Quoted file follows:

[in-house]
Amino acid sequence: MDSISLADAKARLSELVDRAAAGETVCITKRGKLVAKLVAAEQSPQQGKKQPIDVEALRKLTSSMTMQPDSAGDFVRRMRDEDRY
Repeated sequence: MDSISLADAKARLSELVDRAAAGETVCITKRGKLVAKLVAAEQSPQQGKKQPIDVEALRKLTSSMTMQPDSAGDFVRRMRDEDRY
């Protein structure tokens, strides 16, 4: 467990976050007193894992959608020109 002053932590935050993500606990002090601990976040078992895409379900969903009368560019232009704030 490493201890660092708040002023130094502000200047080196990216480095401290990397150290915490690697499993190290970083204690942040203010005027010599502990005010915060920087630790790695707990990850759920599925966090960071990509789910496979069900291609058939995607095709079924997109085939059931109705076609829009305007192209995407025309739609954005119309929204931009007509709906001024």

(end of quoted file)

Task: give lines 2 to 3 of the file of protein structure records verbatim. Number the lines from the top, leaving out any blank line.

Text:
Amino acid sequence: MDSISLADAKARLSELVDRAAAGETVCITKRGKLVAKLVAAEQSPQQGKKQPIDVEALRKLTSSMTMQPDSAGDFVRRMRDEDRY
Repeated sequence: MDSISLADAKARLSELVDRAAAGETVCITKRGKLVAKLVAAEQSPQQGKKQPIDVEALRKLTSSMTMQPDSAGDFVRRMRDEDRY